The Esercito Nazionale Repubblicano also took part in the action with 4 officers and 50 soldiers and one of the two companies of the XXVIIIª Brigata Nera ‘Pippo Astorri’ with 4 officers and 70 militias. The operation, which ended the same day, was a total failure. The soldiers managed to kill only one partisan and wounded a second one during a whole day of patrols in a territory under partisan control. The fascist forces also stopped several civilians who had taken refuge in the mountains to escape compulsory enlistment in the RSI armies or to escape forced enlistment as workers in wartime factories.
During the vast anti-guerrilla operation, code-named Operation Heygendorf, which took place in the last ten days of November in the Apennines, between the provinces of Piacenza, Pavia and Genoa, a large nucleus of the Piacenza’s black brigade was deployed under the orders of Vice Commander Barera, who was part of the Gruppo di Combattimento Piacenza (English: Piacenza’s Combat Group), under the orders of Major Kraus, together with the Black Brigade of Lucca and the 630ª Compagnia Ordine Pubblico. The soldiers were supported by an armored vehicle of the Guardia Nazionale Repubblicana.
This heterogeneous force occupied Rivergaro on 24th November 1944, despite a violent barrage of mortars and 47 mm Cannoni da 47/32 placed on the left bank of the Trebbia river that caused the wounding of a single soldier.
From Rivergaro, the Gruppo di Combattimento Piacenza then went up the Trebbia Valley where almost all the towns in the area in the hands of the partisans were reoccupied and where two hundred Italian and German soldiers, prisoners of the partisan brigades, were also freed.
After 14th January 1945, the 630ª Compagnia Ordine Pubblico was aggregated for a few weeks to the Gruppo di Combattimento ‘Bicci’, composed of elements of the XIVª Brigata Nera ‘Alberto Alfieri’ (English: 14th Black Brigade) of Voghera, and the Sicherheitsabteilung (English: Security Unit), an Italian police unit with German name at the command of the German 162. Infanterie-Division ‘Turkistan’. The Gruppo di Combattimento ‘Bicci’ stormed the area of Stradella in the Oltrepò Pavese region.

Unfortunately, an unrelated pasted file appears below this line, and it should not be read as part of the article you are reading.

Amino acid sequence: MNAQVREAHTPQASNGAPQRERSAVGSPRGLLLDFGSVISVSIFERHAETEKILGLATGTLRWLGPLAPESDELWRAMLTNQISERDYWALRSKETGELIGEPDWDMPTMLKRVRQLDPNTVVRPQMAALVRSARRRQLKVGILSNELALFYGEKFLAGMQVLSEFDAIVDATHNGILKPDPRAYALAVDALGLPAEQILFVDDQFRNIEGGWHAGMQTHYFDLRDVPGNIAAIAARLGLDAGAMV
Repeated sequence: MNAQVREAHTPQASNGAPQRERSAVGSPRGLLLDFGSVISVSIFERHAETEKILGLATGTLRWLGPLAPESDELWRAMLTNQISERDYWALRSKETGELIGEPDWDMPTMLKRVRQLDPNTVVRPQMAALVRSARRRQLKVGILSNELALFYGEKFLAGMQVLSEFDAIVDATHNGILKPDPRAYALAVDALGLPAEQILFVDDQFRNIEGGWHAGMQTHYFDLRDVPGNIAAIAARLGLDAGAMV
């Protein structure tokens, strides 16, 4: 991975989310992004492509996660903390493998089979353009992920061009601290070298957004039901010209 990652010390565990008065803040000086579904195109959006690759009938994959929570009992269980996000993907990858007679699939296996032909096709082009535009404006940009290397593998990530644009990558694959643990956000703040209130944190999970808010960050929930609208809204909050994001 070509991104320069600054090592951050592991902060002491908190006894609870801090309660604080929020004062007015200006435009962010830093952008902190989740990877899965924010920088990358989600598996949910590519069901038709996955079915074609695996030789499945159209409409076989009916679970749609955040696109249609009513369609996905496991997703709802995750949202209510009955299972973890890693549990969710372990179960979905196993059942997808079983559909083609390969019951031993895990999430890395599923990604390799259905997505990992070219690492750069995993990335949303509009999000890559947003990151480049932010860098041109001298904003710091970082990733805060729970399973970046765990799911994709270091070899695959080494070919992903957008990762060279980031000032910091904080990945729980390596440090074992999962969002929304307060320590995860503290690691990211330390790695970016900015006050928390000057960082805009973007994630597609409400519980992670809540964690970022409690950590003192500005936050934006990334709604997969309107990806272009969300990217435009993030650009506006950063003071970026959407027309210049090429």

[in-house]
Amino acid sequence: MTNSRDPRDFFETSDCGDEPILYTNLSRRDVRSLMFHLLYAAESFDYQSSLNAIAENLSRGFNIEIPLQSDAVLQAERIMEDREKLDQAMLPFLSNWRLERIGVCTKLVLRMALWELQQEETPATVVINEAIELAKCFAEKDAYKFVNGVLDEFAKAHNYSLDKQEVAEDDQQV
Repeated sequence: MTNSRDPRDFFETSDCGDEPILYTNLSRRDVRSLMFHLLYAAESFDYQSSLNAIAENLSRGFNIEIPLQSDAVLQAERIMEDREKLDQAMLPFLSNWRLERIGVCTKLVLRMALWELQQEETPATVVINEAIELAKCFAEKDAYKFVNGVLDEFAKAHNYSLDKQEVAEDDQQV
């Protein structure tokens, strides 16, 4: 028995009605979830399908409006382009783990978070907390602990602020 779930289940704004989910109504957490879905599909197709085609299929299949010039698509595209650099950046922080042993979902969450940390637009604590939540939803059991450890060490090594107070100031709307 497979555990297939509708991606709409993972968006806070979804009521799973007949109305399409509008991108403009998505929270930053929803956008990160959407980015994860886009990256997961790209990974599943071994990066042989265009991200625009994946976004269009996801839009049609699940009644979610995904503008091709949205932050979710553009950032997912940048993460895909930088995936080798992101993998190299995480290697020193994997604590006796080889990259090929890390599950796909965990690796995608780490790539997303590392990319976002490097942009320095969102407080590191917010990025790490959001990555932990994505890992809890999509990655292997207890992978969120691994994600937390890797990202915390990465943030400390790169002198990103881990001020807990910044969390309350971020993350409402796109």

On 11th March 1945, the Ceirano 47CM Blindato was damaged during an air attack and then captured by the partisans.
The FIAT 666N Blindato was deployed until April 1945 when, on an unclear day, the vehicle was attacked by an Allied aircraft.
While the driver was trying to avoid the aerial attack, the vehicle skidded and ended up with its wheels in a ditch on the side of the ground, tipping over. Trying to get back on the road, the vehicle was “damaged beyond repair”. The suspension or an axle shaft had probably broken.
Between summer 1944 and late 1944, the FIAT 666N Blindato was virtually unstoppable against the partisans, causing numerous losses to the Italian patriots that tried to free the Italian peninsula. Despite its weight and size, it was a fairly maneuverable vehicle and faster than a tank. Its armor plates were thick enough to protect some parts of the vehicle from heavy machine-gun fire, protecting the crew inside.
It was also thanks to this vehicle that the fascists were able to impose themselves in the Piacenza area, avoiding being overwhelmed by the partisans before April 1945.
Obviously, in spite of its merits, the improvised armored car on a FIAT chassis was not without its faults. Probably because of the weight of the armored superstructure and the load it carried, it was constantly under stress, causing the mechanical parts to wear out more quickly. In spite of this, on 3rd October 1944, it was able to run about 20 km on its way back to Piacenza for the necessary repairs.
At the end of April 1945, the partisan units attacked the city, forcing the last Nazi-Fascist units to flee towards the north. Some members of the various fascist units mentioned managed to cross the Po River, while others were taken prisoner.
After the surrender of the fascist forces, the partisans drew up a list of drivers and commanders of the improvised armored cars and went to look for them in the prison camps in the provinces of Piacenza and Lodi.
Four were found, taken, brought to Piacenza and shot in revenge for all the comrades killed. The commander of the 630ª Compagnia Ordine Pubblico, Captain Mayer, managed to disappear.
|FIAT 666N Blindato Specification|
|Size (L-W-H)||~ 8 x ~ 2.4 x ~ 4 m|
|Weight, battle ready||approximately ~ 12 tonnes|
|Crew||4 (commander, driver, gunner and loader) + probably 6 or more militiamen|
|Engine||FIAT Tipo 366 9,365 cm³, 95 hp at 1,700 rpm with 135 liter tank|
|Speed||~ 35 km/h|
|Range||~ 400 km|
|Armament||a 12.7 mm Breda-SAFAT and 4 medium machine guns|
|Production||one converted from pre-existing vehicle|
Piacenza nella Resistenza – Giorgio Cassinari – TEP Edizioni, 2004
Le forze armate della RSI 1943-1945 – Luca Stefano Cristini – Soldiershop Publishing, Soldiers & Weapons 022, September 2016
…Come il Diamante! I Carristi Italiani 1943-’45 – Sergio Corbatti and Marco Nava – Laran Editions, May 2008
Le Brigate Nere: Una Documentazione Struttura – Organigrammi – Operazioni 2^ Edizione – Leonardo Sandri – E-book
Gli Autoveicoli tattici e logistici del Regio Esercito Italiano fino al 1943, Tomo Primo and Tomo Secondo – Nicola Pignato and Filippo Cappellano – Ufficio Storico dello Stato Maggiore dell’Esercito, 2005
Siamo Ribelli, Storie e Canzoni della Resistenza – Ermanno Maianai – Selene Edizioni, 2007
Le armi della fanteria italiana 1919-1945 – Nicola Pignato and Filippo Cappellano – Storia Militare, 2008